To the catfish mind which tends to go deep (pardon the pun), it seems that if there is any kind of galactic legal regime it is a good thing that manned space flight is presently on such a slow development course. If the earthly bipeds can't manage to govern their planetary commons there will probably be a forceful intervention before you are really allowed out into the cosmic commons.

 Within the territorial sea the adjacent coastal state is as sovereign as it is within its' own territory subject to only one international servitude , the right of innocent passage. Vessels of all nations not at war with the adjacent coastal state may enter the territorial sea without special permission to use aids to navigation or to pass through to nearby destinations outside of the jurisdiction of the adjacent coastal state. While within the territorial sea all such vessels on innocent passage must conform to all of the international navigational safety laws and observe the anti pollution statutes of the adjacent coastal state. All submarines must transit on the surface.

 Beyond the twelve mile territorial sea adjacent coastal states have other interests and responsibilities but these are limited, and mostly are of the nature of a servitude granted by the international community to the adjacent state. The exercise of such servitudes are contingent upon compliance with enumerated conditions. Lets look at some of these zones beyond the twelve mile territorial sea.

 Beyond the territorial sea is a zone that is recognized by many nations known in U.S. law as the Contiguous zone. Within this zone the customs and border control forces of the adjacent coastal state may stop, board and search any vessel that it has probable cause to suspect such vessel of violating or intending to violate the customs laws of the adjacent coastal state. Commonly accepted evidence of such illegal activity may include "hoovering behavior", contact with small craft from shore,and  intercepted radio transmissions or other signals indicative of illegal behavior.
Absent "probable cause" customs and border control forces have no jurisdiction over commercial surface traffic in this zone.

 With the discovery of offshore oil the adjacent coastal states began to claim conflicting rights to the mineral and other natural resources of the sea floor. The first  global biped attempt to deal with the issues related to sea floor rights was the International Convention on the Outer Continental Shelves. The U.S. did sign this convention and gave it the force of domestic law by way of the Outer Continental Shelf Lands Act (43 USC 1331-1356). This international system of law grants to the adjacent coastal state an exclusive right for the mining of subsurface minerals and the harvesting of benthic (bottom dwelling) fisheries. Originally this right extended to the perceived limits of the outer continental shelf or about 200 miles from shore. Within that zone only the adjacent coastal state could establish mineral extractive platforms or semi permanently moored mineral extractive vessels.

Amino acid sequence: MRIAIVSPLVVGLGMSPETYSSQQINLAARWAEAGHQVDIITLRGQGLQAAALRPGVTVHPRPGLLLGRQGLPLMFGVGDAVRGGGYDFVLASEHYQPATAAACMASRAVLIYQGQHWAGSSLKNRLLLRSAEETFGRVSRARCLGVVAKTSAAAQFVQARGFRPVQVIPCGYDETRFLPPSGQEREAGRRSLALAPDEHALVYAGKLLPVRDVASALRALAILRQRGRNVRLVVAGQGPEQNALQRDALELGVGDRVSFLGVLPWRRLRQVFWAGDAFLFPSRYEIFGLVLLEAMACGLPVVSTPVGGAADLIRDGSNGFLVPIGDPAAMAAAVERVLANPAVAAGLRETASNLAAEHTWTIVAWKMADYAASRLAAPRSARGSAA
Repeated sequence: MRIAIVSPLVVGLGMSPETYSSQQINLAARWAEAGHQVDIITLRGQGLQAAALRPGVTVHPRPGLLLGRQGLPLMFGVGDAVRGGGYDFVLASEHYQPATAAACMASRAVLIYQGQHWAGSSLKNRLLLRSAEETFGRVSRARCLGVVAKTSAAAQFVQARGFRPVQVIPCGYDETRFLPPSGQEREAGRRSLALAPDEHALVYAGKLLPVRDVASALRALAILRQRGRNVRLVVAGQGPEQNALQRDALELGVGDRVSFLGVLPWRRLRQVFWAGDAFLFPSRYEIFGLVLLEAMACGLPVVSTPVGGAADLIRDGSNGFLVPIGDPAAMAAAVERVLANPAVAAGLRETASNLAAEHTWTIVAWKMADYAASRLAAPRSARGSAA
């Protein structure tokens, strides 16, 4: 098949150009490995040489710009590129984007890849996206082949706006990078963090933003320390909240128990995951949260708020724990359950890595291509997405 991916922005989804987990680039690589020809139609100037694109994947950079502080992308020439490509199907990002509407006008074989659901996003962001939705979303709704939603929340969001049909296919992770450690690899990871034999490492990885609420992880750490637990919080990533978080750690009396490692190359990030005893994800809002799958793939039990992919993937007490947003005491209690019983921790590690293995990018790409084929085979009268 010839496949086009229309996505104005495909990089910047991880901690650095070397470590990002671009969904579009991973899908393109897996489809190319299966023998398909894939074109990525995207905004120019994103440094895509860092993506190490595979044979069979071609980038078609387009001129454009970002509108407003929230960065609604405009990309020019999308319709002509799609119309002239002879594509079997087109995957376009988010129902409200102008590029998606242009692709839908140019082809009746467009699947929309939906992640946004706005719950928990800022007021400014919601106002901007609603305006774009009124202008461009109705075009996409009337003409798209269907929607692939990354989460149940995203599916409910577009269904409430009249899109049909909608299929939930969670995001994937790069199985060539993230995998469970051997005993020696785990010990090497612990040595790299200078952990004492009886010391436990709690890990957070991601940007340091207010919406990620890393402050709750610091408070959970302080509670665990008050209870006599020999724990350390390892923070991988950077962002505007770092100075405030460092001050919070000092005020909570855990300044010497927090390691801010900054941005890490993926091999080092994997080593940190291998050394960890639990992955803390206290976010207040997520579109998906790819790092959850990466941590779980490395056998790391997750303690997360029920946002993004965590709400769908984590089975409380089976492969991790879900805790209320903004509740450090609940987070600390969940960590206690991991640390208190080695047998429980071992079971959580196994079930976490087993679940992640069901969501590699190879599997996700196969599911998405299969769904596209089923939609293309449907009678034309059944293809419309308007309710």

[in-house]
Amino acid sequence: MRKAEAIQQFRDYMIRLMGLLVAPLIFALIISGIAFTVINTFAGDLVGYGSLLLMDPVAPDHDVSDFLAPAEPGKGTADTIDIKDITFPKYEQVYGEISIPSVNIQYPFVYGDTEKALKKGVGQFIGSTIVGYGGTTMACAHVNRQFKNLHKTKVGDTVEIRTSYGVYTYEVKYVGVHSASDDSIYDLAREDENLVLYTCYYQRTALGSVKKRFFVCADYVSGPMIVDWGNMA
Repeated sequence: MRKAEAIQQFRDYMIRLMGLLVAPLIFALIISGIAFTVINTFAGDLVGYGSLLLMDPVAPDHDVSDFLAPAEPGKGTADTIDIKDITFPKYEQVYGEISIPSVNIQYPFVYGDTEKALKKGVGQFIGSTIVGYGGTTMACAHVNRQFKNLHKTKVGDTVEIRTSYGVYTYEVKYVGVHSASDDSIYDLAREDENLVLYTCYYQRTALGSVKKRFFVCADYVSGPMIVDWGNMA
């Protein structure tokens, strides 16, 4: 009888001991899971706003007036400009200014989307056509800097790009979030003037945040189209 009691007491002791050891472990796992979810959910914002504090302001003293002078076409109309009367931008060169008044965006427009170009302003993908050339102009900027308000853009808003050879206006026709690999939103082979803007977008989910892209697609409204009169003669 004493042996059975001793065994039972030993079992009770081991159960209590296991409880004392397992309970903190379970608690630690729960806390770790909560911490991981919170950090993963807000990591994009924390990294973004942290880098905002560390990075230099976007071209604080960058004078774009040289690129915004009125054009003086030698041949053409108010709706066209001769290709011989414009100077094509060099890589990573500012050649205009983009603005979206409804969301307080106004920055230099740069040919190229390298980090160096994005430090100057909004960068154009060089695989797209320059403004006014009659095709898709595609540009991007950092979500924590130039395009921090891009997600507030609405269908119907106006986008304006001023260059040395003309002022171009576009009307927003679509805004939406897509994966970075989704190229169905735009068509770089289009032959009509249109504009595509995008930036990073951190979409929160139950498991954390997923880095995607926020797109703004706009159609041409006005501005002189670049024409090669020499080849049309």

These structures and vessels on the surface had to conform to International Light House Authority standards for obstruction marking and lighting and had to be reported to all charting authorities. Nothing in the exclusive OCS rights allowed an adjacent coastal state to interfere with the operation of surface transportation by any nation. In the event that the OCS waters as described in the international convention were in conflict with a local situation of uncertain boundaries, or the straits between nations were narrower than 200 miles the OCS waters were to be determined by bilateral treaty or international arbitration. 

 Eventually improved subsurface geological research techniques led to expanded claims by some nations based on language in the original OCS convention to claims beyond 200 miles from the adjacent coastal state's shore line. For example Russia claims the entire arctic ocean floor to within about twelve miles of Canada and the U.S., Iceland, Greenland, Norway and others as part of the Russian outer Continental Shelf. No one recognizes this claim yet nor has the science been peer reviewed. Similar situations resulted in the evolution of an international concept that has largely folded in and expanded on the OCS concept.

 The post OCS concept of international sea bottom rights is referred to as the Exclusive Economic Zone or EEZ. Exclusive Economic Zones are recognized by most coastal states and are expressly described in the latest International Convention on the Law of Sea, which the United States did not sign. However the U.S. actually coined the term and described the concept in the Outer Continental Shelf Lands Act(43 USC 1331-1356). The concept of the EEZ is that a nation's exclusive mineral rights and benthic fisheries rights might extend past the usual 200 miles if there is scientific evidence that the continental shelf extends beyond the traditional limit.